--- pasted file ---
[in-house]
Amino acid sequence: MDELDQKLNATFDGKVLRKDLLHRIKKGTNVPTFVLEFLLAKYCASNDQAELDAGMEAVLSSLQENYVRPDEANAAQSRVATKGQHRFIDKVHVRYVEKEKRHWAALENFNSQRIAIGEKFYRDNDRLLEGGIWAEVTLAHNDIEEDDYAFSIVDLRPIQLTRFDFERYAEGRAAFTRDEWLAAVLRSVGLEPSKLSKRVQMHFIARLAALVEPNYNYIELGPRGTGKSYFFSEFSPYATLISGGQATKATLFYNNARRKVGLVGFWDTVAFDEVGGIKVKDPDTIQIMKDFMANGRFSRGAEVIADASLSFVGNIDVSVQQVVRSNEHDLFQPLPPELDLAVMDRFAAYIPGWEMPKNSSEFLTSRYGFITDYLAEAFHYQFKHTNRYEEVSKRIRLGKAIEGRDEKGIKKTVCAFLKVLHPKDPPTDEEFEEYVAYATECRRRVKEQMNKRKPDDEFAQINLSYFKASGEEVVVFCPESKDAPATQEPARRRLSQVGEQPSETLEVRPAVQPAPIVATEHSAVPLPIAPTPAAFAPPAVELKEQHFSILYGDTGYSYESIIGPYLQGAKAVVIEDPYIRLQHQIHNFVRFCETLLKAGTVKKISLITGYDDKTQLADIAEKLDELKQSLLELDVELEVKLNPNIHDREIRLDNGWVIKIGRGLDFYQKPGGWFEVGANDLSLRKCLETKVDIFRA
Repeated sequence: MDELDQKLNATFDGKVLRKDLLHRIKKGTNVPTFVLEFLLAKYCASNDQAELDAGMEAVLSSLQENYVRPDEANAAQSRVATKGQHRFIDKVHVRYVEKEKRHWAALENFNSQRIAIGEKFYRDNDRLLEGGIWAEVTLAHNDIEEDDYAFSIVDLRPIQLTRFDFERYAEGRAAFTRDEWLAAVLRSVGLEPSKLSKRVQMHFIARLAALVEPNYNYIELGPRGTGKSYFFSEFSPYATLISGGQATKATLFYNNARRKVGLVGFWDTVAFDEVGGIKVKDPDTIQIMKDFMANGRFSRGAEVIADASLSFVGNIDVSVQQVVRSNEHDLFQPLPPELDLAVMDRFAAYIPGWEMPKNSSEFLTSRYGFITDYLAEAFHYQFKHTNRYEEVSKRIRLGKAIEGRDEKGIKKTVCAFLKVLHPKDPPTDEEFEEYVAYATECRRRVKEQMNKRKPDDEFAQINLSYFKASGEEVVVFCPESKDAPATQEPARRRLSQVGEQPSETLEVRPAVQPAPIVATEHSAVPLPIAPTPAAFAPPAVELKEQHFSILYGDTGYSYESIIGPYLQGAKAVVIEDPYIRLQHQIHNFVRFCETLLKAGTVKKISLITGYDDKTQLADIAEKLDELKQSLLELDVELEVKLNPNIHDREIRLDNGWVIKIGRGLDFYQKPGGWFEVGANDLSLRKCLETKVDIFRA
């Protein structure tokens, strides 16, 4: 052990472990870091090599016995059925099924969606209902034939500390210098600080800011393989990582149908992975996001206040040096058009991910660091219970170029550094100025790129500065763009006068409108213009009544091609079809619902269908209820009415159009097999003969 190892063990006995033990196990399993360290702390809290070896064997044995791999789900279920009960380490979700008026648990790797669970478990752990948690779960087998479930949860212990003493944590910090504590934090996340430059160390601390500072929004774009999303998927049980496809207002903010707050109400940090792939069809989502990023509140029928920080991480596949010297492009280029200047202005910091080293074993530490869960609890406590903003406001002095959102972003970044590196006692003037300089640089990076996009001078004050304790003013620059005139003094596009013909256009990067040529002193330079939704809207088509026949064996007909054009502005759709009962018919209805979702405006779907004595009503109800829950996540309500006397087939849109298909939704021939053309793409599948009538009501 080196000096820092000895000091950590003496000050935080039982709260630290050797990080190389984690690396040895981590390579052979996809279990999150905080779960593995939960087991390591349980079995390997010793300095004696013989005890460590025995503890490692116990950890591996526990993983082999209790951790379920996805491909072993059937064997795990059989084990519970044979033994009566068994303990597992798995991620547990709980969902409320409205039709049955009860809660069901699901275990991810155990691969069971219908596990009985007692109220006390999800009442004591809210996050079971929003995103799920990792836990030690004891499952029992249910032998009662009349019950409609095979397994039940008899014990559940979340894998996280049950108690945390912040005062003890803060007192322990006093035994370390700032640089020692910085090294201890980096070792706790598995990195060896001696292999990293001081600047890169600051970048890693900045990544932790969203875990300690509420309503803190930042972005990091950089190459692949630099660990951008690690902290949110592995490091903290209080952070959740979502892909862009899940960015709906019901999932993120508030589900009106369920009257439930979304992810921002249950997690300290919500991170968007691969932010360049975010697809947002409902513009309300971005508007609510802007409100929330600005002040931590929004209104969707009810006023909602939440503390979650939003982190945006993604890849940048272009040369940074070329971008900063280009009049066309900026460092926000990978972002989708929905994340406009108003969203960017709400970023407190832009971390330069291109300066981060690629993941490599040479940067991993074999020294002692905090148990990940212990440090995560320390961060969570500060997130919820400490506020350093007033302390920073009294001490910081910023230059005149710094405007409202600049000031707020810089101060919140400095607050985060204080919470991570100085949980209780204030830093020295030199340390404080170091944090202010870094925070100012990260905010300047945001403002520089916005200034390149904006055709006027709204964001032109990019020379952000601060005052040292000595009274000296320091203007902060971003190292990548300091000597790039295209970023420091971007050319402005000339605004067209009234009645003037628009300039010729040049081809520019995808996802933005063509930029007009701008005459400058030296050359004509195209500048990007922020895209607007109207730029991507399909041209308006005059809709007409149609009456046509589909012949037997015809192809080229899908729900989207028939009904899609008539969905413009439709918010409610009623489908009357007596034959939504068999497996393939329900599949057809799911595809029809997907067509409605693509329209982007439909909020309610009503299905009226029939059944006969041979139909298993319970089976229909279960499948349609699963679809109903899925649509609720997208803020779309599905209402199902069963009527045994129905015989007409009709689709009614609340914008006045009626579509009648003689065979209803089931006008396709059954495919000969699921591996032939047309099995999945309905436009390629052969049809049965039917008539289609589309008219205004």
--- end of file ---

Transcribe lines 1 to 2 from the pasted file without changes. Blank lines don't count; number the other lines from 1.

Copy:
[in-house]
Amino acid sequence: MDELDQKLNATFDGKVLRKDLLHRIKKGTNVPTFVLEFLLAKYCASNDQAELDAGMEAVLSSLQENYVRPDEANAAQSRVATKGQHRFIDKVHVRYVEKEKRHWAALENFNSQRIAIGEKFYRDNDRLLEGGIWAEVTLAHNDIEEDDYAFSIVDLRPIQLTRFDFERYAEGRAAFTRDEWLAAVLRSVGLEPSKLSKRVQMHFIARLAALVEPNYNYIELGPRGTGKSYFFSEFSPYATLISGGQATKATLFYNNARRKVGLVGFWDTVAFDEVGGIKVKDPDTIQIMKDFMANGRFSRGAEVIADASLSFVGNIDVSVQQVVRSNEHDLFQPLPPELDLAVMDRFAAYIPGWEMPKNSSEFLTSRYGFITDYLAEAFHYQFKHTNRYEEVSKRIRLGKAIEGRDEKGIKKTVCAFLKVLHPKDPPTDEEFEEYVAYATECRRRVKEQMNKRKPDDEFAQINLSYFKASGEEVVVFCPESKDAPATQEPARRRLSQVGEQPSETLEVRPAVQPAPIVATEHSAVPLPIAPTPAAFAPPAVELKEQHFSILYGDTGYSYESIIGPYLQGAKAVVIEDPYIRLQHQIHNFVRFCETLLKAGTVKKISLITGYDDKTQLADIAEKLDELKQSLLELDVELEVKLNPNIHDREIRLDNGWVIKIGRGLDFYQKPGGWFEVGANDLSLRKCLETKVDIFRA